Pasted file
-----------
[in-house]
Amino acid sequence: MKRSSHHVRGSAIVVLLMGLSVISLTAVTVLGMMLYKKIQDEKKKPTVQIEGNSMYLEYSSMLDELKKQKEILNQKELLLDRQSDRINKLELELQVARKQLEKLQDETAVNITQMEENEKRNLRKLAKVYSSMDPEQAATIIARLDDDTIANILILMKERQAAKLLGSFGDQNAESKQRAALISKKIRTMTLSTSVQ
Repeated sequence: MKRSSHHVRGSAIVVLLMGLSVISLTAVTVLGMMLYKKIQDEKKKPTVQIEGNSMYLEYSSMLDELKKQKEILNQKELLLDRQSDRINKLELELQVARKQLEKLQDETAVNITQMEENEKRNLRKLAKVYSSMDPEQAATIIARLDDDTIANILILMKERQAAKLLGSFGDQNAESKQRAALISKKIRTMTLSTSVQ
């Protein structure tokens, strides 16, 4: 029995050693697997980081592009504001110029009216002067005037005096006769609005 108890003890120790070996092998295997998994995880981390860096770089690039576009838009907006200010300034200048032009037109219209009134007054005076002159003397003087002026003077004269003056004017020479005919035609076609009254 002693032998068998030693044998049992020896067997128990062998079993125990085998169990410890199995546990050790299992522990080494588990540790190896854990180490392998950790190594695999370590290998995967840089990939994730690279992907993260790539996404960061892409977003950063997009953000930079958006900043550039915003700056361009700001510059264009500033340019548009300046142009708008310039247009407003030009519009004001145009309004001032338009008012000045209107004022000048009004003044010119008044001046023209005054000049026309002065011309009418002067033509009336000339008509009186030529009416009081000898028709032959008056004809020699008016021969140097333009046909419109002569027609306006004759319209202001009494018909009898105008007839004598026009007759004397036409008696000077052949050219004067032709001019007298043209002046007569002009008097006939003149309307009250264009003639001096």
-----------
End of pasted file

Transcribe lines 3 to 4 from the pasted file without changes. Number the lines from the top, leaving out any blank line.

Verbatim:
Repeated sequence: MKRSSHHVRGSAIVVLLMGLSVISLTAVTVLGMMLYKKIQDEKKKPTVQIEGNSMYLEYSSMLDELKKQKEILNQKELLLDRQSDRINKLELELQVARKQLEKLQDETAVNITQMEENEKRNLRKLAKVYSSMDPEQAATIIARLDDDTIANILILMKERQAAKLLGSFGDQNAESKQRAALISKKIRTMTLSTSVQ
């Protein structure tokens, strides 16, 4: 029995050693697997980081592009504001110029009216002067005037005096006769609005 108890003890120790070996092998295997998994995880981390860096770089690039576009838009907006200010300034200048032009037109219209009134007054005076002159003397003087002026003077004269003056004017020479005919035609076609009254 002693032998068998030693044998049992020896067997128990062998079993125990085998169990410890199995546990050790299992522990080494588990540790190896854990180490392998950790190594695999370590290998995967840089990939994730690279992907993260790539996404960061892409977003950063997009953000930079958006900043550039915003700056361009700001510059264009500033340019548009300046142009708008310039247009407003030009519009004001145009309004001032338009008012000045209107004022000048009004003044010119008044001046023209005054000049026309002065011309009418002067033509009336000339008509009186030529009416009081000898028709032959008056004809020699008016021969140097333009046909419109002569027609306006004759319209202001009494018909009898105008007839004598026009007759004397036409008696000077052949050219004067032709001019007298043209002046007569002009008097006939003149309307009250264009003639001096």